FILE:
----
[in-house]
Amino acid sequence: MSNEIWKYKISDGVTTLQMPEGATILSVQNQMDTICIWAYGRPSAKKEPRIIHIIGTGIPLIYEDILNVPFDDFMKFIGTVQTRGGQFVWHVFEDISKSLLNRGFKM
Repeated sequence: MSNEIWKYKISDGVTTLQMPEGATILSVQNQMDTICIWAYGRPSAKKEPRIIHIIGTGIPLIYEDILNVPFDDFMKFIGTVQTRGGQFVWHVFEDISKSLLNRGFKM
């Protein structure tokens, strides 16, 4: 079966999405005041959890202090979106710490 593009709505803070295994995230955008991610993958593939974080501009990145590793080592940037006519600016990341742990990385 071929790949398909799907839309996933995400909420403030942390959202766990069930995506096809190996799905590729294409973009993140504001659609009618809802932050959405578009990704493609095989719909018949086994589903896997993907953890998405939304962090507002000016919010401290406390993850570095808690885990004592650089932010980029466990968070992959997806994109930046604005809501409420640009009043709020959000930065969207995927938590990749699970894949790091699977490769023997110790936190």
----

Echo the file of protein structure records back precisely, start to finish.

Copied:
[in-house]
Amino acid sequence: MSNEIWKYKISDGVTTLQMPEGATILSVQNQMDTICIWAYGRPSAKKEPRIIHIIGTGIPLIYEDILNVPFDDFMKFIGTVQTRGGQFVWHVFEDISKSLLNRGFKM
Repeated sequence: MSNEIWKYKISDGVTTLQMPEGATILSVQNQMDTICIWAYGRPSAKKEPRIIHIIGTGIPLIYEDILNVPFDDFMKFIGTVQTRGGQFVWHVFEDISKSLLNRGFKM
């Protein structure tokens, strides 16, 4: 079966999405005041959890202090979106710490 593009709505803070295994995230955008991610993958593939974080501009990145590793080592940037006519600016990341742990990385 071929790949398909799907839309996933995400909420403030942390959202766990069930995506096809190996799905590729294409973009993140504001659609009618809802932050959405578009990704493609095989719909018949086994589903896997993907953890998405939304962090507002000016919010401290406390993850570095808690885990004592650089932010980029466990968070992959997806994109930046604005809501409420640009009043709020959000930065969207995927938590990749699970894949790091699977490769023997110790936190």